By Anne Flaherty
WASHINGTON (AP) – Smartphones don’t make smart babies, an advocacy group declared in a complaint to the government about mobile apps that claim to help babies learn.
The Campaign for a Commercial-Free Childhood, whose allegations against “Baby Einstein” videos eventually led to consumer refunds, is urging federal regulators to examine the marketing practices of Fisher-Price’s “Laugh & Learn” mobile apps and Open Solutions’ games, such as “Baby Hear and Read” and “Baby First Puzzle.”
The Boston-based group said that developers are trying to dupe parents into thinking apps are more educational than entertaining. It’s the campaign’s first complaint to the Federal Trade Commission against the mobile app industry as part of its broader push to hold businesses accountable for marketing claims about their technology to very young children and their parents.
“Everything we know about brain research and child development points away from using screens to educate babies,” said Susan Linn, the group’s director. “The research shows that machines and screen media are a really ineffective way of teaching a baby language. What babies need for healthy brain development is active play, hands-on creative play and face-to-face” interaction.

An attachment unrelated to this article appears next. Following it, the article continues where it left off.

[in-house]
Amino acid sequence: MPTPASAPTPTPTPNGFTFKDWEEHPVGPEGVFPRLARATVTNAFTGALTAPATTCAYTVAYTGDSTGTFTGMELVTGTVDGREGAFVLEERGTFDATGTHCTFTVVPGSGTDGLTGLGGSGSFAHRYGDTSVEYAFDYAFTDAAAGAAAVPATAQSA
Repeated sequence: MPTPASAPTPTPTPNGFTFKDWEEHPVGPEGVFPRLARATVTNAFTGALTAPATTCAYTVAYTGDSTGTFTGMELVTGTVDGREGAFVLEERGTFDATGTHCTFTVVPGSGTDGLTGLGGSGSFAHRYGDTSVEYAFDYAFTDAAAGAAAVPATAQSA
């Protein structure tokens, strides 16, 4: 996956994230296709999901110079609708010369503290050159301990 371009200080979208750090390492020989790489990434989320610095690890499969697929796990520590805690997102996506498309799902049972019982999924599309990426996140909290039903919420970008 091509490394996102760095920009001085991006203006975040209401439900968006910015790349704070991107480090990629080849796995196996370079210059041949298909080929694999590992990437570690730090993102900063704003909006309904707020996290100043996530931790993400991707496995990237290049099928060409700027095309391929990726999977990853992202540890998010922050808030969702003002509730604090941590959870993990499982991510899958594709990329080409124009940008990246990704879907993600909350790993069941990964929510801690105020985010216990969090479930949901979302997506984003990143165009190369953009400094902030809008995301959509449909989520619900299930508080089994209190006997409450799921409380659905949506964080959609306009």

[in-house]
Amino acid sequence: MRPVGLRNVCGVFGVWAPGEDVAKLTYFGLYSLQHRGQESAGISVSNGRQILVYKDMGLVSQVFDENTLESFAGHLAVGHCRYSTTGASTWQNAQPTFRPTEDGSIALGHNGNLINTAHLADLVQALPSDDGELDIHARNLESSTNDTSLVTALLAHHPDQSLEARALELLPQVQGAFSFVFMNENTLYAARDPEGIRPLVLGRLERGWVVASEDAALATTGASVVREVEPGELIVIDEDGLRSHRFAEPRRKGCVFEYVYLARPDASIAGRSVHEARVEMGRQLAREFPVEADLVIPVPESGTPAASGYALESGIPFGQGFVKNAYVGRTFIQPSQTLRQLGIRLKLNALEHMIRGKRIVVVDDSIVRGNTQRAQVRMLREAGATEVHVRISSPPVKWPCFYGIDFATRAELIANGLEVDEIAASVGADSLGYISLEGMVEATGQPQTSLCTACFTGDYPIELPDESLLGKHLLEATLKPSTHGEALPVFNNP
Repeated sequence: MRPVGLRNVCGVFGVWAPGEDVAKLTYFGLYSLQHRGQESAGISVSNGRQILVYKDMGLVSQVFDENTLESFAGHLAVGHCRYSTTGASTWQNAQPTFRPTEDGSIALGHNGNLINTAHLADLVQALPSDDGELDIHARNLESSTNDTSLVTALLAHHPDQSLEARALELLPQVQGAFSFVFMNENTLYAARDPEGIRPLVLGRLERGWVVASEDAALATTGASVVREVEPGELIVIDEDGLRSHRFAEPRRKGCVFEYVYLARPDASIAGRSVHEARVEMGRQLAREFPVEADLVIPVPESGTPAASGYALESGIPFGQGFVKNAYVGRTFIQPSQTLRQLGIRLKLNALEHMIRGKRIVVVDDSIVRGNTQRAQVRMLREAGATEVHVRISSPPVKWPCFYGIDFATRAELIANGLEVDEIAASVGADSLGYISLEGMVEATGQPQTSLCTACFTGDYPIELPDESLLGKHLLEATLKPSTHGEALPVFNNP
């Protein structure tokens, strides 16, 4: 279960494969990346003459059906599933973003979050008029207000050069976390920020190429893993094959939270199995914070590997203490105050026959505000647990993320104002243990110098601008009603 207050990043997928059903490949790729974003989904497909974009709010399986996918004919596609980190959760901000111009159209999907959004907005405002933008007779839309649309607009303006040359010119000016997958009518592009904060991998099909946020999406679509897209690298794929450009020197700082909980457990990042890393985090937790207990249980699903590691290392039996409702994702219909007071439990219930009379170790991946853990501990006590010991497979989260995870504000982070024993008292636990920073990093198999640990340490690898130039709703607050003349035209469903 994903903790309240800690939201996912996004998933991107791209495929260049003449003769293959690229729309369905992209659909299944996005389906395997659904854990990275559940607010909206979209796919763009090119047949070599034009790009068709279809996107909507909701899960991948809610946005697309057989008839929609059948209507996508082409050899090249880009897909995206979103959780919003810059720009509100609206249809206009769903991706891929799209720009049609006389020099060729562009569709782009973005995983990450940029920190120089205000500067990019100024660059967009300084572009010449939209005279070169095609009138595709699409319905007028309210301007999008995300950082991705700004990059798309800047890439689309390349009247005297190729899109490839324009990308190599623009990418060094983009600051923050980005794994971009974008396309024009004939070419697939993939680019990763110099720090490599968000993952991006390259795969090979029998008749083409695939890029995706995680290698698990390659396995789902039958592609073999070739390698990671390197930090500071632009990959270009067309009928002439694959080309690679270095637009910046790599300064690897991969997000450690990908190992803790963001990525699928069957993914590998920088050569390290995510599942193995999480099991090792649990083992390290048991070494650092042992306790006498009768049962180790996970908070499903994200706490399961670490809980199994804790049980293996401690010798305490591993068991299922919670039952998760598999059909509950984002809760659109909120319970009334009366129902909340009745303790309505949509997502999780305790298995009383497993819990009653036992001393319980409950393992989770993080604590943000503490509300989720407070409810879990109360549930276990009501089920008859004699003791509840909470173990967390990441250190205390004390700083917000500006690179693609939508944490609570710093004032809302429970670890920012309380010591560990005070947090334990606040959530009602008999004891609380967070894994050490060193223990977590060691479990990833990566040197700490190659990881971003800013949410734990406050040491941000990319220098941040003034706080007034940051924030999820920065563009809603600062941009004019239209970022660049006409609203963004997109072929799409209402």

The American Academy of Pediatrics discourages any electronic “screen time” for infants and toddlers under 2, while older children should be limited to one to two hours a day. It cites one study that found infant videos can delay language development, and warns that no studies have documented a benefit of early viewing.
In a statement provided to The Associated Press, Open Solutions said it agrees that electronics are not a substitute for human interaction. But it noted the many positive reviews its apps have received by customers.1 2 3 next >>
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